[ 100 Pa. Commw. Page 5033]
. Sales agency for new automobiles, service and repair shop, gasoline filling station, storage and public garage, including used car sales as an accessory use.
6. Wholesale establishments, warehousing or merchandise, sale of building materials.
The landowner's existing use of this property was under clause 3 while his application sought permission to operate under clause 6, as well. We agreed that the trial court's decision in the Gilbert case was correct when it decided that the Zoning Hearing Board inexplicably attached a narrow meaning to otherwise broad statutory language when it interpreted the words "any of the following" to mean "any one of the following." Gilbert was a clear case of adhering to the language of the ordinance. Inasmuch as the trial court found that the Jaffes' new building was a conditional use, it does not restrict the Jaffes from using their property in a manner consistent with the other uses set forth in section 603 of the Ordinance. The Jaffes do not ask that we give the language of the Ordinance its natural effect but that we construe the ordinance in a manner which permits a use which is clearly omitted from the listed permitted uses.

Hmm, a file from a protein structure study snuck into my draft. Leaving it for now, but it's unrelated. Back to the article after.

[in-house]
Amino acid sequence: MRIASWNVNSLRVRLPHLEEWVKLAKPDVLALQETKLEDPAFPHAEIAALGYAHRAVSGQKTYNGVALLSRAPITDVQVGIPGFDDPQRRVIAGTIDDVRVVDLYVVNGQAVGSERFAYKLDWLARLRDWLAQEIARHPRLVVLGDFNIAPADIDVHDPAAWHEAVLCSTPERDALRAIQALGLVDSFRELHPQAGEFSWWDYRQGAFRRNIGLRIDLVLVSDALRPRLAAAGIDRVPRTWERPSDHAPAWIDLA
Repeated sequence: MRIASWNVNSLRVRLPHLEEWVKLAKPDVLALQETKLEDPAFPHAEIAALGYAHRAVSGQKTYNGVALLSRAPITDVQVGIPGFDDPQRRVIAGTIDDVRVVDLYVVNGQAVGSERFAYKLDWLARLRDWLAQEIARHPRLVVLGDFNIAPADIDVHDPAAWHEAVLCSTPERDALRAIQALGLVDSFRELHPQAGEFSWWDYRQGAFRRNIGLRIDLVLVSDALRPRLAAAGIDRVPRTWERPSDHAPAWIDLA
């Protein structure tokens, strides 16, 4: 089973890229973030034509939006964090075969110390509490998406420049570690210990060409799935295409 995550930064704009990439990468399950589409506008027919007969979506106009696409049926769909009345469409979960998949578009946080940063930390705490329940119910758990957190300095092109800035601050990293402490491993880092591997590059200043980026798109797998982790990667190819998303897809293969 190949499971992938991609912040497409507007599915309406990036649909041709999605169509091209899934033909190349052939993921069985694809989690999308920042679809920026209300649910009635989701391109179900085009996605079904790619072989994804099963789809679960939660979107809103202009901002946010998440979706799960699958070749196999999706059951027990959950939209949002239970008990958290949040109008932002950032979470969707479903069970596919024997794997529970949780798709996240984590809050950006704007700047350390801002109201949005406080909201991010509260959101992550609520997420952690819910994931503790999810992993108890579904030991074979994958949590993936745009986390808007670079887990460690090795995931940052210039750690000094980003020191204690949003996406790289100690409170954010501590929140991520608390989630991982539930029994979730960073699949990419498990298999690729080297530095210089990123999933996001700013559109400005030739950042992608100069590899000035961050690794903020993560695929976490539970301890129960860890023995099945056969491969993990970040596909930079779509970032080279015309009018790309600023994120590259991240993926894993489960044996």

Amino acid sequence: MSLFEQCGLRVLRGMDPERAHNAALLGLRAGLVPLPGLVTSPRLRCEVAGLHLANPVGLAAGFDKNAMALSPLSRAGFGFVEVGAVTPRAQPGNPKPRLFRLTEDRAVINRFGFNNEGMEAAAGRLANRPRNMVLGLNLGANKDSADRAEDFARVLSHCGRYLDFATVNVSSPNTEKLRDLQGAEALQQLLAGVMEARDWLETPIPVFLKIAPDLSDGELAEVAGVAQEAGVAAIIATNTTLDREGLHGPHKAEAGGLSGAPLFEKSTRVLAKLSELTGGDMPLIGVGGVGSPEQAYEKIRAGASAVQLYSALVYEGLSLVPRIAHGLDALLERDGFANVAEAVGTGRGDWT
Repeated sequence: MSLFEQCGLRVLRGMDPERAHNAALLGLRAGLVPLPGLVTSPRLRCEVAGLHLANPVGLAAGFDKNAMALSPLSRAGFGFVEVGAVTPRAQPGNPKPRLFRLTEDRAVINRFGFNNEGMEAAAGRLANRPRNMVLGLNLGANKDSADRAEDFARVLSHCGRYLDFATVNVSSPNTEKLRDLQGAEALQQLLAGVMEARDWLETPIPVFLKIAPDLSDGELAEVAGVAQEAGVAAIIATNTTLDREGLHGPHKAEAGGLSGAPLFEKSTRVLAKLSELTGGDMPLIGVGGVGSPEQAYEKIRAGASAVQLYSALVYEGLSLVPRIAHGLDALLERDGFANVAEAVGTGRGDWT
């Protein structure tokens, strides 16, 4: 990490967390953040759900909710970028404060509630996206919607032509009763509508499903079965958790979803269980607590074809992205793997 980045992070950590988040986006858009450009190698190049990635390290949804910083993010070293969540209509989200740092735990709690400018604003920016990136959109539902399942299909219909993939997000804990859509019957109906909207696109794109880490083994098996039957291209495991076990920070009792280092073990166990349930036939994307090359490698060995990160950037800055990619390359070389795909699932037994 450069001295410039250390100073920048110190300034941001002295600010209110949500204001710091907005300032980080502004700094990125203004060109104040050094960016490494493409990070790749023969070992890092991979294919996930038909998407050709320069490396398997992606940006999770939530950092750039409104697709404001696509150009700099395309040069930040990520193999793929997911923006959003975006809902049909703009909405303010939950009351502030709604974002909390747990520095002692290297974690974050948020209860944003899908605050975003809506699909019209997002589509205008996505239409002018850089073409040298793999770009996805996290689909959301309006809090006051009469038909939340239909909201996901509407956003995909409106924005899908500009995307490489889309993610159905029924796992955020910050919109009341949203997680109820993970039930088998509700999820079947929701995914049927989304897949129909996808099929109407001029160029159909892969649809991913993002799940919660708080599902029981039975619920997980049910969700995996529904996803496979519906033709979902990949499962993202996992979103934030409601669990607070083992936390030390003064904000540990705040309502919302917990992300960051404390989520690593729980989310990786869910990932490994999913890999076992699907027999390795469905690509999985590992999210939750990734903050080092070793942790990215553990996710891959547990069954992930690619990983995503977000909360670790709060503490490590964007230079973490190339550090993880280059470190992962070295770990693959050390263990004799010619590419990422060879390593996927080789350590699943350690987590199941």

In Gilbert we held that, "absent express limitations, permissive phrases in zoning ordinances are given their broadest meaning." Gilbert, 58 Pa. Commonwealth Ct. at 303, 427 A.2d at 780. We find that Section 202, which defines the Jaffes' property as a "stable," and Section 604, which designates such a use as conditional, are express limitations on the designation of the structure as an agricultural use under Section 202, or a permitted use under Section 603.
The Jaffes argue that under the rule of Foster Grading Co. v. Venango Township Zoning Hearing Board, 49 Pa. Commonwealth Ct. 1,
[ 100 Pa. Commw. Page 505412]
A.2d 647 (1980), they are entitled to the permit because they have demonstrated compliance with the reasonable standards set forth in the ordinance. In Foster Grading, we summarized the law in this area as follows: